PMID: 27701382
ISSN: 2041-1723
CID: 2273672

Connexin43 contributes to electrotonic conduction across scar tissue in the intact heart

Mahoney, Vanessa M; Mezzano, Valeria; Mirams, Gary R; Maass, Karen; Li, Zhen; Cerrone, Marina; Vasquez, Carolina; Bapat, Aneesh; Delmar, Mario; Morley, Gregory E
Studies have demonstrated non-myocytes, including fibroblasts, can electrically couple to myocytes in culture. However, evidence demonstrating current can passively spread across scar tissue in the intact heart remains elusive. We hypothesize electrotonic conduction occurs across non-myocyte gaps in the heart and is partly mediated by Connexin43 (Cx43). We investigated whether non-myocytes in ventricular scar tissue are electrically connected to surrounding myocardial tissue in wild type and fibroblast-specific protein-1 driven conditional Cx43 knock-out mice (Cx43fsp1KO). Electrical coupling between the scar and uninjured myocardium was demonstrated by injecting current into the myocardium and recording depolarization in the scar through optical mapping. Coupling was significantly reduced in Cx43fsp1KO hearts. Voltage signals were recorded using microelectrodes from control scars but no signals were obtained from Cx43fsp1KO hearts. Recordings showed significantly decreased amplitude, depolarized resting membrane potential, increased duration and reduced upstroke velocity compared to surrounding myocytes, suggesting that the non-excitable cells in the scar closely follow myocyte action potentials. These results were further validated by mathematical simulations. Optical mapping demonstrated that current delivered within the scar could induce activation of the surrounding myocardium. These data demonstrate non-myocytes in the scar are electrically coupled to myocytes, and coupling depends on Cx43 expression.
PMID: 27244564
ISSN: 2045-2322
CID: 2124772

Bone marrow derived cells populate post-ablation scar tissue and couple to surrounding myocardium [Meeting Abstract]

Mezzano, V; Kessler, N; Mahoney, V M; Morley, G E
Introduction: Post-ablation scarring is used as a method to uncouple and/or silence pro-arrhythmic circuits. It has been previously suggested that circulating bone marrow derived cells (BMDC) are capable of homing into myocardial infarction scars. It is possible that intercellular junctions form between myocytes and BMDCs and may contribute to ablation failure and recurrence of arrhythmias. Methods: We tested whether BMDCs populate an ablation scars and contribute to functional coupling between the scar and surrounding myocardium. Wild type C57BI/6 mice (n=17) underwent radiation-induced myeloablation and subsequent transplantation with bone marrow progenitors obtained from fetal Cx43 WT (bmcWT) or Cx43 deficient (bmcKO) mice. Results: All donor cells constitutively expressed mCherry protein. Right ventricular ablation was carried out thirty days post transplantation and hearts were studied 30 day post ablation. Cells expressing mCherry and vimentin were observed throughout the scar suggesting donor cells differentiated into a mesenchymal lineage. Coupling between the uninjured myocardium and the scar was assayed with optical mapping. Suction electrode was placed on uninjured myocardium next to the scar to deliver current pulses. Conclusions: Changes in membrane voltage were measured optically at three different sites: Uninjured myocardium, Scar and Remote area (see figure). These data demonstrate that BMDCs can couple to the surrounding myocardium and contribute to the electrophysiological properties of ablation scar tissue. Delivery of modified BMDCs could be used to modifythe post-ablation scar electrophysiological properties. (Figure Presented)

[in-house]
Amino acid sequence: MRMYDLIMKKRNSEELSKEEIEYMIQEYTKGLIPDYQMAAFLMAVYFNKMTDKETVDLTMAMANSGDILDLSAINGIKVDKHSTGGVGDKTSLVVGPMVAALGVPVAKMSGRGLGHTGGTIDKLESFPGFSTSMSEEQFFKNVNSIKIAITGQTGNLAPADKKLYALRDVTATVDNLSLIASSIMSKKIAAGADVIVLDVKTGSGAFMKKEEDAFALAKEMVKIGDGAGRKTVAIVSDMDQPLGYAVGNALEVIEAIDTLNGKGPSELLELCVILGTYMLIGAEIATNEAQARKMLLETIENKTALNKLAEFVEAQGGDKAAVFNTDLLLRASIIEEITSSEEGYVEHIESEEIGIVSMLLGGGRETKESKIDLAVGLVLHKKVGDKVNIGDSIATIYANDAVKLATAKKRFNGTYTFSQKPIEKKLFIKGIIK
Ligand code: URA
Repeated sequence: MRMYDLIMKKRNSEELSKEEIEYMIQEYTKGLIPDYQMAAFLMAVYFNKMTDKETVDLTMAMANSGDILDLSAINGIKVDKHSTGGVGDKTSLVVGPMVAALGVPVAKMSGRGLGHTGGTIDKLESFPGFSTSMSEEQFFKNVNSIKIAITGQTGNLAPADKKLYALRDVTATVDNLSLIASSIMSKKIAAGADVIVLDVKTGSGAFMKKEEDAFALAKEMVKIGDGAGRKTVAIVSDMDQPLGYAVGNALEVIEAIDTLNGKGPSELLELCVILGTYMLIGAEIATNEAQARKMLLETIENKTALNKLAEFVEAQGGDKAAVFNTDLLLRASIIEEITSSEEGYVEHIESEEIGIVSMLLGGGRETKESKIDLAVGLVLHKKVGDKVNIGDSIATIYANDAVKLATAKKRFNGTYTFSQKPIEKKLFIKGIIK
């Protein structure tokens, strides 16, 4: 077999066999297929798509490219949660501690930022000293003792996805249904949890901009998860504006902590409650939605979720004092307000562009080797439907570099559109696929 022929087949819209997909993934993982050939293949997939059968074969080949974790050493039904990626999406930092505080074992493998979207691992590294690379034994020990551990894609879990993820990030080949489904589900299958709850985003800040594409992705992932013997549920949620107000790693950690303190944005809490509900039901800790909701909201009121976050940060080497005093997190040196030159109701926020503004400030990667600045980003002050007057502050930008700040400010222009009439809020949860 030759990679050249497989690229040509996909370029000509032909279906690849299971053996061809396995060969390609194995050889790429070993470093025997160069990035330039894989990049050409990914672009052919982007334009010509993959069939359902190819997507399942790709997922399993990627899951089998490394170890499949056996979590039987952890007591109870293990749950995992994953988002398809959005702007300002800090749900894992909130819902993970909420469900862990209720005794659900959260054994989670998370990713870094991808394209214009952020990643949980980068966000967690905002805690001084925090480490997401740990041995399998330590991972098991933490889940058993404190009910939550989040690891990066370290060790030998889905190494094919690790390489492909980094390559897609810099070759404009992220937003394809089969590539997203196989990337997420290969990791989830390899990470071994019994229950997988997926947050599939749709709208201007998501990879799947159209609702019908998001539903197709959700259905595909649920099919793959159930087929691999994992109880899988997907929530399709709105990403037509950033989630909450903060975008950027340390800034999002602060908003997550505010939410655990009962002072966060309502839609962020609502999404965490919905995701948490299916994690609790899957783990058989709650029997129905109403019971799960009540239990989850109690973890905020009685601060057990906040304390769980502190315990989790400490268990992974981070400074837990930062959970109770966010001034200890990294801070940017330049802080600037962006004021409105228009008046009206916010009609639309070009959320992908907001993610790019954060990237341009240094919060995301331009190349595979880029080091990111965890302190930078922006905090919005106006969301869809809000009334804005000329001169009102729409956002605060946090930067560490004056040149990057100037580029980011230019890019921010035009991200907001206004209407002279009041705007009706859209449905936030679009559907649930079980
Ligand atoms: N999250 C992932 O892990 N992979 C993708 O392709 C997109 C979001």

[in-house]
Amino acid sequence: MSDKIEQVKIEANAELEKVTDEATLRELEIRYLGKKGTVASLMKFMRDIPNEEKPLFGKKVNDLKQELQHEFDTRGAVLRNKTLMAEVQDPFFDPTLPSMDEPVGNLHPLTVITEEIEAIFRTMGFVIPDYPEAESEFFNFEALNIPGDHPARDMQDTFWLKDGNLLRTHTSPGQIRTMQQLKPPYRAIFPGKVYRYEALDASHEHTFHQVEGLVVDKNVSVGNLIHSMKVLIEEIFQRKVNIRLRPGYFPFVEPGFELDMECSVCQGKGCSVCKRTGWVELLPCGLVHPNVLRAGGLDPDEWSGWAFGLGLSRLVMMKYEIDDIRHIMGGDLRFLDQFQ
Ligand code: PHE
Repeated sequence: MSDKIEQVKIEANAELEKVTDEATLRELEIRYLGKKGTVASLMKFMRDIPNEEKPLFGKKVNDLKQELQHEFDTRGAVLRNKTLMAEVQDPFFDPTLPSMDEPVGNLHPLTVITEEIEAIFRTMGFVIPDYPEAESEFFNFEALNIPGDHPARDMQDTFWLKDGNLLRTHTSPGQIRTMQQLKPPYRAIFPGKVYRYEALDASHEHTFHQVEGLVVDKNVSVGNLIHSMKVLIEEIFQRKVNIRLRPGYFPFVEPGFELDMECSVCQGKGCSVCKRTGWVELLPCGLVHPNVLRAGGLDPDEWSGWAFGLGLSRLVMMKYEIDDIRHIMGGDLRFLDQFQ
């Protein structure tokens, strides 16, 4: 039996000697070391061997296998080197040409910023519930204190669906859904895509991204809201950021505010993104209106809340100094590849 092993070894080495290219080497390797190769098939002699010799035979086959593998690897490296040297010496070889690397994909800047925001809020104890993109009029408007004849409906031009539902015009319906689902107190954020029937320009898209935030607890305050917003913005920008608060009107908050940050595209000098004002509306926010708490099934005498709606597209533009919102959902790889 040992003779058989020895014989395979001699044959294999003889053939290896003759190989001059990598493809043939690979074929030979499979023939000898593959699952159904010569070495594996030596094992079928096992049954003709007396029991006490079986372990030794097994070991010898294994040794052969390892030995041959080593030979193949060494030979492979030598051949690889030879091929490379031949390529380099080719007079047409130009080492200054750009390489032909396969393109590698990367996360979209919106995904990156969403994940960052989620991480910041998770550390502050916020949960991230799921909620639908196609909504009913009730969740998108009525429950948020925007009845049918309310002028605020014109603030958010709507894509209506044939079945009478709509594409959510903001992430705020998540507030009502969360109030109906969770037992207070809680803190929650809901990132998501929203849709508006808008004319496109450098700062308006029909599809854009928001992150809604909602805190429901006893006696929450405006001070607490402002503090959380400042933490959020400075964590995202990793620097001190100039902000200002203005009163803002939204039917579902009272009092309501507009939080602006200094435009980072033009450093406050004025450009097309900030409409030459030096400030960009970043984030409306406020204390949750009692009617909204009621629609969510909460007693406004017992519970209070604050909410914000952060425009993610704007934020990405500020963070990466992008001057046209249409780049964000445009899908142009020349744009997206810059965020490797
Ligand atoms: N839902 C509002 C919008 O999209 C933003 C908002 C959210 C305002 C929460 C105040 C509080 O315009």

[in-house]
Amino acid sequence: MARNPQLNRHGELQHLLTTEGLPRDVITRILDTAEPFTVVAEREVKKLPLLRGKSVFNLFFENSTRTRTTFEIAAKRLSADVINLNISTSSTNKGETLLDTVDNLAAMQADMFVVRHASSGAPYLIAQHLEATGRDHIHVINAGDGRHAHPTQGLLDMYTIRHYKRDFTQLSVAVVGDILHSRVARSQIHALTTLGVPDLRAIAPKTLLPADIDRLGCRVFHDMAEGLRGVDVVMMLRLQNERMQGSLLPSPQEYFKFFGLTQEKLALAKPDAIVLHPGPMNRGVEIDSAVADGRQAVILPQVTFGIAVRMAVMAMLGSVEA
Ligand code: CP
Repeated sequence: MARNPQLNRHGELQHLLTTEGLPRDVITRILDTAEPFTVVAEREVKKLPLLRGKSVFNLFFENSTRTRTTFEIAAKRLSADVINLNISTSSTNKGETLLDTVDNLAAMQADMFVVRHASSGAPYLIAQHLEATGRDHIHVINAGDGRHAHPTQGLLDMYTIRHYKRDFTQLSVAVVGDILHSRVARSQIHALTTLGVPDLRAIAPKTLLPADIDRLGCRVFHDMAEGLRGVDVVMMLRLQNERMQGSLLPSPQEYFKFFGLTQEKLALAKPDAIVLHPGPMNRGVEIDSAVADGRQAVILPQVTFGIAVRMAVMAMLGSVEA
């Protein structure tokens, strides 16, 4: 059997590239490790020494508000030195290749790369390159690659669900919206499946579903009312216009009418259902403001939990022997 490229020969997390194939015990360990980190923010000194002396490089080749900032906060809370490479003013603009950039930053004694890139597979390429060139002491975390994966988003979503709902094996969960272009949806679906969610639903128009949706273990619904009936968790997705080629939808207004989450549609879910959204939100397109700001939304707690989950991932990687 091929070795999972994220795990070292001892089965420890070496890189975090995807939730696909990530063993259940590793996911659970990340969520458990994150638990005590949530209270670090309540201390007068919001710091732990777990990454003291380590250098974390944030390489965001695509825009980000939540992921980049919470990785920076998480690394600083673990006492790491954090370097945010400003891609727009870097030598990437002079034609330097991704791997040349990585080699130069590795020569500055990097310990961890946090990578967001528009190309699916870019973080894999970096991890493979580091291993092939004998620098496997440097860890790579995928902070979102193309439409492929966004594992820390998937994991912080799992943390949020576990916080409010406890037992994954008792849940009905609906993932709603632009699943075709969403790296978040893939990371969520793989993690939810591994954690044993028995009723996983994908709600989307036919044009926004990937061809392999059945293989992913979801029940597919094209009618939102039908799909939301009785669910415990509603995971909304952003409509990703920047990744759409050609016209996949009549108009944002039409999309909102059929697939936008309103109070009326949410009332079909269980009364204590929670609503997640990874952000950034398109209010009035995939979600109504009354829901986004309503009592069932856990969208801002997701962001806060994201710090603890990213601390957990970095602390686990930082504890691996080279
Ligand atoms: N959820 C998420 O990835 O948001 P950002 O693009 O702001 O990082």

ISSN: 1556-3871
CID: 2150962

A review of the literature on cardiac electrical activity between fibroblasts and myocytes

Mahoney, Vanessa; Mezzano, Valeria; Morley, Gregory E
Myocardial injuries often lead to fibrotic deposition. This review presents evidence supporting the concept that fibroblasts in the heart electrically couple to myocytes.
PMID: 26713556
ISSN: 1873-1732
CID: 1895142